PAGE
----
From Publishers Weekly
"We usually take maturity for granted-one of life's givens," says Fischer, a former abbot of the San Francisco Zen Center. Many people equate biological age with spiritual maturity, a fundamental mistake. In this warm and simple book, Fischer draws from his experience as a spiritual mentor to four teenage boys and his well-honed dharma knowledge to impart nuggets of wisdom about "truly growing up." While the book draws most heavily upon Buddhist examples-particularly the guru-disciple relationships that are a staple of the Zen tradition-it is wide-reaching in its approach, and would be accessible to people from other faith traditions or no faith tradition. There are Jewish talmudic stories and Christian examples, as well as relevant illustrations from popular culture and Fischer's own life. Fischer explores several values and activities that contribute to spiritual maturity, including listening, persistence, connection, meditation, vowing, and right conduct. Overall, he says, these values help people cultivate responsibility-the ability to respond appropriately in changing situations. While there's nothing that is earth-shattering in all this, the book has a freshness forged out of its stubborn insistence that spiritual maturity is something to consciously strive for. As Fischer writes, "The journey to adulthood can be lackluster if we only drift, but it can be profoundly valuable if we completely say yes to it and are willing to travel on wholeheartedly."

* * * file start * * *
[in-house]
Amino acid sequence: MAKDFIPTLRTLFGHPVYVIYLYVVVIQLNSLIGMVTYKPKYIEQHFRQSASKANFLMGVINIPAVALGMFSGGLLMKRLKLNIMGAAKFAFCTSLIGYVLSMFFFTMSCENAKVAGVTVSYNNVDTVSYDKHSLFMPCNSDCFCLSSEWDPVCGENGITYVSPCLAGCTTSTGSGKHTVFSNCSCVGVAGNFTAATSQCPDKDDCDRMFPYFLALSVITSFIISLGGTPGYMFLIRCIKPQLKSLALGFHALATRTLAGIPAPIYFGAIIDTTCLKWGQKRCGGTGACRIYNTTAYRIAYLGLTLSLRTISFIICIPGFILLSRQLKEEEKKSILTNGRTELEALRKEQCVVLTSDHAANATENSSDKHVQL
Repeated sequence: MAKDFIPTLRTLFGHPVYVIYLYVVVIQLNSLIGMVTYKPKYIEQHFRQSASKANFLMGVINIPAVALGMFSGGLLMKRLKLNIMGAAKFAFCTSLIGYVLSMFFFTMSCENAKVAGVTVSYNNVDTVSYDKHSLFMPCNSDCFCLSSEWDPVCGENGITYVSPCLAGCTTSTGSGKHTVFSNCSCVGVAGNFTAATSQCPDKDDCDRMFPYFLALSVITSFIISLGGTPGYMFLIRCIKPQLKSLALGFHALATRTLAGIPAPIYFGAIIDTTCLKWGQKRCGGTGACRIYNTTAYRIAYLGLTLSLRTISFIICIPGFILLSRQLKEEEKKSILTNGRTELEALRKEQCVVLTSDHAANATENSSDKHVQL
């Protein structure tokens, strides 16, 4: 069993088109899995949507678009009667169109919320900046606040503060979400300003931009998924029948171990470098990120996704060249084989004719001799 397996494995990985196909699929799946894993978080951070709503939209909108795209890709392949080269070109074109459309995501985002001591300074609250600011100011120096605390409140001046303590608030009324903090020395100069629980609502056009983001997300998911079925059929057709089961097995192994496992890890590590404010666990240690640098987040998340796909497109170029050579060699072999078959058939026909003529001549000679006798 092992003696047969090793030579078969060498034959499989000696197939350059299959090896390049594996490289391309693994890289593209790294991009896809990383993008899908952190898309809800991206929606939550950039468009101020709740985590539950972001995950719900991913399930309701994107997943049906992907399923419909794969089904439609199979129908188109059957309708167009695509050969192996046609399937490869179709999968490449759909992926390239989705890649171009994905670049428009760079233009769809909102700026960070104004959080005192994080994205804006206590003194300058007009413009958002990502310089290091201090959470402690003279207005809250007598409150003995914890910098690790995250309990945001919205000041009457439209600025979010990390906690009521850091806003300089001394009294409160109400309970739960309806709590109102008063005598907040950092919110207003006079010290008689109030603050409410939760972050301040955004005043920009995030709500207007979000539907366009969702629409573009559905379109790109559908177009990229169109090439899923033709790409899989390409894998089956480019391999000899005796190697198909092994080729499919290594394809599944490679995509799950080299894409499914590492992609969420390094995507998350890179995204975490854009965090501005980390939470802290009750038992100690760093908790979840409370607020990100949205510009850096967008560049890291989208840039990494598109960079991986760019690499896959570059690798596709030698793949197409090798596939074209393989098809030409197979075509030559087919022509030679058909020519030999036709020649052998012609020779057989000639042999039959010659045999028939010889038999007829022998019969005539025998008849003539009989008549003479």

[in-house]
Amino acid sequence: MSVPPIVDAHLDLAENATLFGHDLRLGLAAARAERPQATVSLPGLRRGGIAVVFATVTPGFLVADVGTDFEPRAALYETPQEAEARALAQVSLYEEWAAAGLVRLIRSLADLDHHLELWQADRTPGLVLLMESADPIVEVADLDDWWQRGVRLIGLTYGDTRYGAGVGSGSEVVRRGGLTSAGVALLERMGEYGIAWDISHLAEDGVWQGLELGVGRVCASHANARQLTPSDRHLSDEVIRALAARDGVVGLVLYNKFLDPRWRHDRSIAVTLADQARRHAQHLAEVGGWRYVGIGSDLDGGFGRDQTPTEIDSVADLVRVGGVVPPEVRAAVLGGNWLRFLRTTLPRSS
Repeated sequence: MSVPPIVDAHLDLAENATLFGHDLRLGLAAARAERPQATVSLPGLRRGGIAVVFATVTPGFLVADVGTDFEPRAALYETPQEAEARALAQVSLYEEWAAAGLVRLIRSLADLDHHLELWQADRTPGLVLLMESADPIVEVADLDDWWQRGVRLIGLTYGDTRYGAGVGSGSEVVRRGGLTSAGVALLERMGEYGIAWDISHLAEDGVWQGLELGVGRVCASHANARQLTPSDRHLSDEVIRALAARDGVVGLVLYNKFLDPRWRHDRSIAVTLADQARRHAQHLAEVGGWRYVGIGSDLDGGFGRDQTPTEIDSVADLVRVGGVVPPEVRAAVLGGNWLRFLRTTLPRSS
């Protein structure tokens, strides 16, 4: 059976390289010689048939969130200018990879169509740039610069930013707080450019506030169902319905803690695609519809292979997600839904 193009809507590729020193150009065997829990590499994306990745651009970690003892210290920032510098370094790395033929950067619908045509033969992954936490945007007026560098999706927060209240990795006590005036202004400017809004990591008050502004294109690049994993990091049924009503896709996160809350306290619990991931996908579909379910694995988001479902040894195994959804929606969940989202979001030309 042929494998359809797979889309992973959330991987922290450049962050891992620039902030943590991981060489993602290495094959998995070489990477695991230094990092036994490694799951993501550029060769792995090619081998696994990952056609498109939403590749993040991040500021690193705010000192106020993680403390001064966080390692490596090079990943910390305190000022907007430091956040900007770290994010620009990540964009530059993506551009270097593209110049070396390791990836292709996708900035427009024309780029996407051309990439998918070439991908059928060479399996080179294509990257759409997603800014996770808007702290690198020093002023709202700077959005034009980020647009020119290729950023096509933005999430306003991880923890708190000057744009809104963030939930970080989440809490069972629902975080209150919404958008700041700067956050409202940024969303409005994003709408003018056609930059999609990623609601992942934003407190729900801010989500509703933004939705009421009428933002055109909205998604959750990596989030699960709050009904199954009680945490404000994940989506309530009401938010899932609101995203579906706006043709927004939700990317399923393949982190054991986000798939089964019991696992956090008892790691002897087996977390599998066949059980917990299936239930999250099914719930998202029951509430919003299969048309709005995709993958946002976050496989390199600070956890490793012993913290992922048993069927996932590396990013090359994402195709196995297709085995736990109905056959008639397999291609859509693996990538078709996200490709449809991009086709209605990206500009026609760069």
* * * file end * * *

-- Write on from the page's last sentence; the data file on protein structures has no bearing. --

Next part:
Copyright 2003 Reed Business Information, Inc.
--This text refers to an out of print or unavailable edition of this title.
“Taking Our Places is wise, compassionate, poetic, and deeply moving. Growing up (at any age) at its best.” (Joseph Goldstein, author of One Dharma)
“A beautiful expression of deep spiritual maturity by a teacher whose wisdom shines brightly on every page.” (Sharon Salzberg, author of Faith: Trusting Your Own Deepest Experience)
“Zen-like in its elegant simplicity, this wonderfully wise presentation of maturity is inspirational.” (Sylvia Boorstein, author of Pay Attention, For Goodness’ Sake)
“Remarkably profound, moving, and far-ranging....Every word is an occasion to align yourself in the most practical of ways with what it might mean for you to be your best self and follow a path of wise action, compassion, and integrity.” (Jon Kabat-Zinn, author of Wherever You Go, There You Are and Full Catastrophe Living)
“Warm and endlessly wise... offers indispensable answers to the only question worth asking; What do we do with this life?” (Rabbi Alan Lew, author of One God Clapping)
“Thoughtful, wise, considered, beautiful. Helps you ask the questions of the heart.” (Jack Kornfield, author of A Path With Heart)
“This book beautifully illustrates that true maturity is more than a physical endeavor, it is a lifetime process.” (Noah Levine, author of Dharma Punx)
“A refreshing book! For anyone who has struggled with their practice amid the complexities, frustrations, and ambiguities of real life.” (Charlotte Joko Beck, author of Everyday Zen)
“Fischer offers us a lifetime of experience in making sense of Zen.” (Mark Epstein, M.D., author of Thoughts Without A Thinker)
“Remarkable for its clarity in expressing complex concepts... this work focuses Fischer’s intellectual power into visceral, emotional reading.” (Jewish Bulletin)